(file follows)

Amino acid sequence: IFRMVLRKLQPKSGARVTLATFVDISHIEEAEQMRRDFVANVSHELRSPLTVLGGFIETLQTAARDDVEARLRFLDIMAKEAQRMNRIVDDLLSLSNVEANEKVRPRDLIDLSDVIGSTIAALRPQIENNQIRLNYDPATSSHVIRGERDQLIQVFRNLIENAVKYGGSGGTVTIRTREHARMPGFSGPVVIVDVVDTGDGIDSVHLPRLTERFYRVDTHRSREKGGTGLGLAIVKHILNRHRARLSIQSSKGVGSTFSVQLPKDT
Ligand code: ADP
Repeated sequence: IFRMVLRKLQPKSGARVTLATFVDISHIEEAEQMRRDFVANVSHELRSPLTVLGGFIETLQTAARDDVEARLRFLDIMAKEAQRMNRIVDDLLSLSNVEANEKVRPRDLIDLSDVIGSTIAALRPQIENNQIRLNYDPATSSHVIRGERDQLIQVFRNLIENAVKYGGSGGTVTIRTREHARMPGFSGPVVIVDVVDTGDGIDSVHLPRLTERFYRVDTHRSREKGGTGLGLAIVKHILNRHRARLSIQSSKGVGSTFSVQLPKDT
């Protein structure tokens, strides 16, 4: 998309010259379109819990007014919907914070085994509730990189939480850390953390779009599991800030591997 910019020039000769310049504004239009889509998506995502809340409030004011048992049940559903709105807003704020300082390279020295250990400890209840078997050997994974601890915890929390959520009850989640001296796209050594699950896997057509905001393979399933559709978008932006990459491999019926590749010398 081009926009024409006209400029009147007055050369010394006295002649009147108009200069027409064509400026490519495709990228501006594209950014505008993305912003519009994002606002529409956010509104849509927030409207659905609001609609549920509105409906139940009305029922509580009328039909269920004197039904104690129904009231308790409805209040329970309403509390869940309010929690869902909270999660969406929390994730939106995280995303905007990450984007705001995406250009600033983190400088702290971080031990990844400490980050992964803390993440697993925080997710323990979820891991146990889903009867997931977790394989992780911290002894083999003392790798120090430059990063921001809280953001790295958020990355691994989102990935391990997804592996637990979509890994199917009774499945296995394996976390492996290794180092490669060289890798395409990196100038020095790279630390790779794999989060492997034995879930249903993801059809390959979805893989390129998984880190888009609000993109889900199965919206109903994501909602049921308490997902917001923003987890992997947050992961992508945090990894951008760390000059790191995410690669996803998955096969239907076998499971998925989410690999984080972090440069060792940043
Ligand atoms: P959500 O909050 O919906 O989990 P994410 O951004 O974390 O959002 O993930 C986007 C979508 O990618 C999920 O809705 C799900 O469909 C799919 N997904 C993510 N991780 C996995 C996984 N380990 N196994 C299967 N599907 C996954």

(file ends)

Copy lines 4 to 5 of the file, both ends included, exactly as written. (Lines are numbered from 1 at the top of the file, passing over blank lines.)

């Protein structure tokens, strides 16, 4: 998309010259379109819990007014919907914070085994509730990189939480850390953390779009599991800030591997 910019020039000769310049504004239009889509998506995502809340409030004011048992049940559903709105807003704020300082390279020295250990400890209840078997050997994974601890915890929390959520009850989640001296796209050594699950896997057509905001393979399933559709978008932006990459491999019926590749010398 081009926009024409006209400029009147007055050369010394006295002649009147108009200069027409064509400026490519495709990228501006594209950014505008993305912003519009994002606002529409956010509104849509927030409207659905609001609609549920509105409906139940009305029922509580009328039909269920004197039904104690129904009231308790409805209040329970309403509390869940309010929690869902909270999660969406929390994730939106995280995303905007990450984007705001995406250009600033983190400088702290971080031990990844400490980050992964803390993440697993925080997710323990979820891991146990889903009867997931977790394989992780911290002894083999003392790798120090430059990063921001809280953001790295958020990355691994989102990935391990997804592996637990979509890994199917009774499945296995394996976390492996290794180092490669060289890798395409990196100038020095790279630390790779794999989060492997034995879930249903993801059809390959979805893989390129998984880190888009609000993109889900199965919206109903994501909602049921308490997902917001923003987890992997947050992961992508945090990894951008760390000059790191995410690669996803998955096969239907076998499971998925989410690999984080972090440069060792940043
Ligand atoms: P959500 O909050 O919906 O989990 P994410 O951004 O974390 O959002 O993930 C986007 C979508 O990618 C999920 O809705 C799900 O469909 C799919 N997904 C993510 N991780 C996995 C996984 N380990 N196994 C299967 N599907 C996954």